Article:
Burger review: Buzz Burgers, Barrels & Beer
1935 W. Irving Park Road 773-880-9810
Rating: !! (out of four)
The Great Burgerelli is, if nothing else, a certifiable sojourner. I have traveled all corners of Earth in my quest for the most scrumptious of burgers. I've eaten gourmet ground beef in Tokyo and sunk my teeth into sliders in St. Paul. As a wise soul once said, there is nowhere a mountain high enough and nowhere a river wide enough to keep me from getting to you, you delectable meat patty. So yes, fellow bun lovers, I have been to New York and have heard tell of its fads.
So it was with guarded enthusiasm that I visited Buzz Burgers, Barrels & Beer in North Center to try its version of the ramen burger—you know, the curious specimen featuring a bun fashioned out of noodles that made a fleeting appearance at Brooklyn's Smorgasburg this past summer.
The burger: In a crowded burger landscape, the purveyors of Buzz, which opened last month, seem to be seeking to balance gourmet sensibilities with good, old-fashioned Midwestern approachability. To wit, the marquee ramen burger ($13) is made with kobe beef, while other arrangements are built on foundations of pure angus beef, or other meats such as ground lamb or pork. My wonderful server informed me and my fellow burger-loving companions that all patties come cooked medium unless otherwise specified. At a half-pound apiece, these patties were just the right size for me—not too monstrous and not too minuscule. Despite being a bit too done, mine was relatively juicy and devoid of grease.
The bun: Let us begin with that which has garnered so much attention: The bun made of ramen. Crispy and flavorful, this is not the noodle you remember from university. The flat burger support is made by forming the noodle into a wafer-like bun and frying it up, with egg as the bonding agent. The result is an almost hashbrown-like fiber that marries wonderfully with the beef and fresh veggies. As you might imagine, the structural integrity of a bun made of noodles is not, shall we say, the most supreme, so I did find myself in need of a napkin quite frequently. As for the potato buns on the burgers of my companions (the stroganoff burger, $10, with braised short ribs, for example), they were fresh and spongy but nothing to write home about (at least not for a sojourner such as myself).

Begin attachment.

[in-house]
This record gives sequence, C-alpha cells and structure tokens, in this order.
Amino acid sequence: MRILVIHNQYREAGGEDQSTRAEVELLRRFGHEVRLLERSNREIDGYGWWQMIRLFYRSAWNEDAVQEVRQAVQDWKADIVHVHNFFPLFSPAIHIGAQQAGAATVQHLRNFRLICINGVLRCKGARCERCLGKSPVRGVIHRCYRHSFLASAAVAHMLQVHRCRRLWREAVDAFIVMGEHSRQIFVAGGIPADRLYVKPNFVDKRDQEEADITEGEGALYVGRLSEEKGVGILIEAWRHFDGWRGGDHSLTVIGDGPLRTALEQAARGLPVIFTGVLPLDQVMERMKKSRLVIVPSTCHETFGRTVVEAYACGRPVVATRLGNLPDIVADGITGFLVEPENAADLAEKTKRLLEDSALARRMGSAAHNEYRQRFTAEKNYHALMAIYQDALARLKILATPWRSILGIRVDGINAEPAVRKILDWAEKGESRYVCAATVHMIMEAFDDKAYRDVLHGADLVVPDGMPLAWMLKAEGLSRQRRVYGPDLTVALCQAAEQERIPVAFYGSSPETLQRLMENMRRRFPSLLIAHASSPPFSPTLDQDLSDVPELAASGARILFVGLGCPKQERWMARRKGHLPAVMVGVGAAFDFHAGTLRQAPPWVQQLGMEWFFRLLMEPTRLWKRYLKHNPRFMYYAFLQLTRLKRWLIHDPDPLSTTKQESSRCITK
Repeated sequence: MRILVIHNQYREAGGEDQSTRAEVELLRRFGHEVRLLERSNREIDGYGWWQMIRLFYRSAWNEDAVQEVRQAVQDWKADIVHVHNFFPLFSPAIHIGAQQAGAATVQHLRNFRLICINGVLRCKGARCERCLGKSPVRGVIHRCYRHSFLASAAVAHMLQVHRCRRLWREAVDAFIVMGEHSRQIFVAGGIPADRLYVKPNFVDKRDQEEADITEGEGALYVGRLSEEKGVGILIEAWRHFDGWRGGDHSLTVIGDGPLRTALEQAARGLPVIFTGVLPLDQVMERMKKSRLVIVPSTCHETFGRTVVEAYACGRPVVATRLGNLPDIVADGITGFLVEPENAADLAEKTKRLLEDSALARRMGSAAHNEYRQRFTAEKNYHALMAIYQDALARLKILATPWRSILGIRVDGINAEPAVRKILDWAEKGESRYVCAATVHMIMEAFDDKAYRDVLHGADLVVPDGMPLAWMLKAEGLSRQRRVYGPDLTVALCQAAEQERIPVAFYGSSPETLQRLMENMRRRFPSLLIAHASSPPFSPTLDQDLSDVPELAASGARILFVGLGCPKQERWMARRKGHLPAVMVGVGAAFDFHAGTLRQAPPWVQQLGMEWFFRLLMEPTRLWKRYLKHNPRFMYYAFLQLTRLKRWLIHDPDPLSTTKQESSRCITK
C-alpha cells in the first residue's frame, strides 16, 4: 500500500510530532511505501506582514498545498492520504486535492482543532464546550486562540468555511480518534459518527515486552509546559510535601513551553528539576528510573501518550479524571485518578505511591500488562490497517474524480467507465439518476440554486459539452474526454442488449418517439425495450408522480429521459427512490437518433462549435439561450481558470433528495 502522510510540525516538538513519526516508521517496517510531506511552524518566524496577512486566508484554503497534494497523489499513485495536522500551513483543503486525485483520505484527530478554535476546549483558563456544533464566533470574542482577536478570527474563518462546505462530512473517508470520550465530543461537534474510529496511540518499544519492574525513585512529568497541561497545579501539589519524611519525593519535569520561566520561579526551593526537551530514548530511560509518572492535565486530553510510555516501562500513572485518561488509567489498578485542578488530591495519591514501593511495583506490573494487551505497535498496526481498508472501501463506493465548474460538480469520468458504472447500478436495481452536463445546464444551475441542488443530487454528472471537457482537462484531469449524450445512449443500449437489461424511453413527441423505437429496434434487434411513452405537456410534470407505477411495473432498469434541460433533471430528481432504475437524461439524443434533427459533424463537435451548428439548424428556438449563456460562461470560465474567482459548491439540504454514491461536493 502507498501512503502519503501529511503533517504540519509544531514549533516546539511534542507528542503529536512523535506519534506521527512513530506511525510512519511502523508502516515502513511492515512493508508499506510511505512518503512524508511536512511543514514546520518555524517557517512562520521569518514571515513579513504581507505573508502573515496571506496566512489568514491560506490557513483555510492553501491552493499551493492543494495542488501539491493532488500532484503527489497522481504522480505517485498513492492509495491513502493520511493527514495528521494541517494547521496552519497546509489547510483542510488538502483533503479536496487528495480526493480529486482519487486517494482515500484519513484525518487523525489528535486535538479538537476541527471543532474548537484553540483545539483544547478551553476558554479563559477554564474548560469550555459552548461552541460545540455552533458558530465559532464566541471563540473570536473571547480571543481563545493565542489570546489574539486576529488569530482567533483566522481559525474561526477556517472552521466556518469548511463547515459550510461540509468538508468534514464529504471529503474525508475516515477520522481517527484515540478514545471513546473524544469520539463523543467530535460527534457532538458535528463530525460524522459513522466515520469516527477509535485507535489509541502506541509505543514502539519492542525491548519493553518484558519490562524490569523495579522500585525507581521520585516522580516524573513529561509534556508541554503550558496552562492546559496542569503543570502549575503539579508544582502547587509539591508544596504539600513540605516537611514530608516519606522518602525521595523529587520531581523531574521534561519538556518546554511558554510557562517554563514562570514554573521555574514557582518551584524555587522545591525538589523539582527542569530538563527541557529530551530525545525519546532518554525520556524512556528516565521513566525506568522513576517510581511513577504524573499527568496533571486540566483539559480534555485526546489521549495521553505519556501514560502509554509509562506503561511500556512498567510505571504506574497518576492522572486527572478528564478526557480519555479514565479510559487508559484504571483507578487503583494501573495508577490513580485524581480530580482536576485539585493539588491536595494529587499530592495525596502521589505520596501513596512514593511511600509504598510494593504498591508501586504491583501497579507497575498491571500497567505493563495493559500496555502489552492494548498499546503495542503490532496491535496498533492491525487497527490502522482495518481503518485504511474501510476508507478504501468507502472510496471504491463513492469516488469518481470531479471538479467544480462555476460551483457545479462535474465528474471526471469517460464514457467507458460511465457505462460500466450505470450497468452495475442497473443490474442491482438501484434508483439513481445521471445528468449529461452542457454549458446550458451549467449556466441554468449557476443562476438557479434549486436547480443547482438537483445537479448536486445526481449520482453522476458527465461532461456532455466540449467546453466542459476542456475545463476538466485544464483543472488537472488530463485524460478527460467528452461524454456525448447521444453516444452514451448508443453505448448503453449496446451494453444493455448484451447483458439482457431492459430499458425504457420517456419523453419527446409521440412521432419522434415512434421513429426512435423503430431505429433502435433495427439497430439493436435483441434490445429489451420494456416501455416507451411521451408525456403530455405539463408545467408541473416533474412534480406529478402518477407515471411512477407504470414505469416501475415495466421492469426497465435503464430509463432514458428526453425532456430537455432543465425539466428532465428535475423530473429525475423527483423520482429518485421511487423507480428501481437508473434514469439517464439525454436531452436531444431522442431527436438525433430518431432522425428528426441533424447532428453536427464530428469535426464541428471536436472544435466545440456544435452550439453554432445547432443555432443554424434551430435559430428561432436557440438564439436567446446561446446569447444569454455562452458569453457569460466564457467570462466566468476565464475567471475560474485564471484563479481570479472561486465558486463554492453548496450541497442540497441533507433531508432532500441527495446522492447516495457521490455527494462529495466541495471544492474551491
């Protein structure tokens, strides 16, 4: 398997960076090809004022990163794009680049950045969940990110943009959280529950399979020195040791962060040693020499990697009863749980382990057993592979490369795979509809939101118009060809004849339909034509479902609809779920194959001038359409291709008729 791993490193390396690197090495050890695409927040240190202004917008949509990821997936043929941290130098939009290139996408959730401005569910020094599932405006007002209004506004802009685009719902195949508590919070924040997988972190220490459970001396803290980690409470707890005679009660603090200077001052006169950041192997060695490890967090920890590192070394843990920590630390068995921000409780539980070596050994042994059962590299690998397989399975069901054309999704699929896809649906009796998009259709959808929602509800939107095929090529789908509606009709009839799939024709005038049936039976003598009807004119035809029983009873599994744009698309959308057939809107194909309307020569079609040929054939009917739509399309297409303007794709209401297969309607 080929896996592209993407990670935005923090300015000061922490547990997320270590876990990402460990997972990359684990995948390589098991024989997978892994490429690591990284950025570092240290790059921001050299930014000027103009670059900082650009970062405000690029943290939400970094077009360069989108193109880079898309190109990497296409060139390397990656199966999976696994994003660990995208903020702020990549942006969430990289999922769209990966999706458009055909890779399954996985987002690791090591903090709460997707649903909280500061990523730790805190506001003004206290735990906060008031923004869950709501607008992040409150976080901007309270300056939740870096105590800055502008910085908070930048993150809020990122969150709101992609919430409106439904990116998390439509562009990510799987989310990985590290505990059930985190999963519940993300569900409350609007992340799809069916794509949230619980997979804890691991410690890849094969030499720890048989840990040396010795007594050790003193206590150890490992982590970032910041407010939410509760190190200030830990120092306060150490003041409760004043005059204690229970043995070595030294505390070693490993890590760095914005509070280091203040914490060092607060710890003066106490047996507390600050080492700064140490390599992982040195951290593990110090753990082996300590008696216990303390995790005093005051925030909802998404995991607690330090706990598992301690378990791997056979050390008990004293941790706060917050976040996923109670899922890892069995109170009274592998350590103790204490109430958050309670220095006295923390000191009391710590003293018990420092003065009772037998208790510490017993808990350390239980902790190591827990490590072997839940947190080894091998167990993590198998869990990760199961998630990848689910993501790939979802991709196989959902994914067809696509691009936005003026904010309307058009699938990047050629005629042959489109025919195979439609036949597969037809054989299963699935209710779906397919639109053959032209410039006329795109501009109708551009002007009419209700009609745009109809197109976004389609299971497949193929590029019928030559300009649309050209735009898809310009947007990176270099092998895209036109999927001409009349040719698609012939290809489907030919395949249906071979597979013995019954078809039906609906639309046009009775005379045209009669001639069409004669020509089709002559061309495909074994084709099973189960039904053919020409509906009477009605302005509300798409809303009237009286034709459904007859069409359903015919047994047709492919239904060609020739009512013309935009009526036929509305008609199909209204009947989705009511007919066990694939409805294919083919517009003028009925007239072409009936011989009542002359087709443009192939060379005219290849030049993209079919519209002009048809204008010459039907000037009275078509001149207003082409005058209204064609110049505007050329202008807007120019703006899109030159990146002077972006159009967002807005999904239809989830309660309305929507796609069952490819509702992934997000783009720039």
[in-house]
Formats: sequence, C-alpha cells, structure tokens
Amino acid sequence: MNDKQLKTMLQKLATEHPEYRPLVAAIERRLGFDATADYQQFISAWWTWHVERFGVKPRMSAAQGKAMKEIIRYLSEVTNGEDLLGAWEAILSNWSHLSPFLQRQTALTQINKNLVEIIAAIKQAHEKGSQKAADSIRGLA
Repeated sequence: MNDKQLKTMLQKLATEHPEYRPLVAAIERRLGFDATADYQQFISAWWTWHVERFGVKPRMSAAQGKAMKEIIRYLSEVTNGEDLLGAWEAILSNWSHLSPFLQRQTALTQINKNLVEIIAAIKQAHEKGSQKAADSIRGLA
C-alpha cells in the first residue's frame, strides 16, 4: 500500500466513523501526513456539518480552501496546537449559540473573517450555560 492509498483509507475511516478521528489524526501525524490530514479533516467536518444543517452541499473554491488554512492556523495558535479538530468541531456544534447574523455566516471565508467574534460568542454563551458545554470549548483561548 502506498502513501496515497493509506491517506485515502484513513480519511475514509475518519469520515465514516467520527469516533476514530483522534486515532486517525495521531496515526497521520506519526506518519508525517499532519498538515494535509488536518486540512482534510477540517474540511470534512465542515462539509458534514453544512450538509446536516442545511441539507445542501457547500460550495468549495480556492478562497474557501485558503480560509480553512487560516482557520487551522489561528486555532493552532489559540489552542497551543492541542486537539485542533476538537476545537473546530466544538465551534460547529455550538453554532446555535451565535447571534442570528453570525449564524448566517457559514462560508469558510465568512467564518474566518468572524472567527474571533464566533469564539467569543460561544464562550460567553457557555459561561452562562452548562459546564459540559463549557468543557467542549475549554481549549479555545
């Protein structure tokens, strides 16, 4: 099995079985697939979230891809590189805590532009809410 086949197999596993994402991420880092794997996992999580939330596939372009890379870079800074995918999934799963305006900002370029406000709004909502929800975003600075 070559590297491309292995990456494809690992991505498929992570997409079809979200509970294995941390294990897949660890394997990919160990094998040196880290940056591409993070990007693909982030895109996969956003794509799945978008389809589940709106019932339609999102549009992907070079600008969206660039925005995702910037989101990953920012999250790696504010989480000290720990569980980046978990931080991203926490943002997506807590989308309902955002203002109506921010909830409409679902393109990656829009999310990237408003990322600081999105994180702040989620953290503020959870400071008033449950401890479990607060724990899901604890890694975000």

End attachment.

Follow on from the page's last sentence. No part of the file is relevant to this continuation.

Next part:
The fixings: The Wisconsin aged cheddar on the ramen burger was masterfully melted and played well against sun-dried tomatoes, arugula and a perfectly runny fried egg; however, I must note that I did not find the sriracha sauce particularly notable. On the stroganoff specimen, the cremini mushroom and sauvignon blanc gravy with egg noodles that swaddled my braised beef short ribs tied the creation together beautifully.
The fries: I cannot in good faith make a declaration here on the quality of fry at Buzz, as when I dined the kitchen was having some sort of equipment malfunction resulting in all fries being hand-fried. For what it is worth, however, I will say that the hand-cut Idaho potato fries ($3) were neither the star nor the snag of the meal, as what was good about the good burgers far outshined what was mediocre about the fries.
Everything else: The Great Burgerelli does love a clever name, so it was impossible to resist ordering the Hipster Poutine (house-made frites, smoked bacon, tasso ham, aged cheddar, aged pepper jack, provolone, scallions and spicy sauce, $8). Buzz named its poutine so because, I'm told, the young generation just loves the Canadian export. The spice factor was excellent, although my dining companions lamented its soggy state.
Bottom line: While not everything at Buzz was perfect, I do see potential. Perhaps once this establishment secures its liquor license, chucks its current BYOB policy and lives up to its moniker of serving not only burgers but also barrels (of whiskey, natch) and beer, The Great Burgerelli will be more inclined to venture back.
The Great Burgerelli is a fearless seeker of fine burgers. email@example.com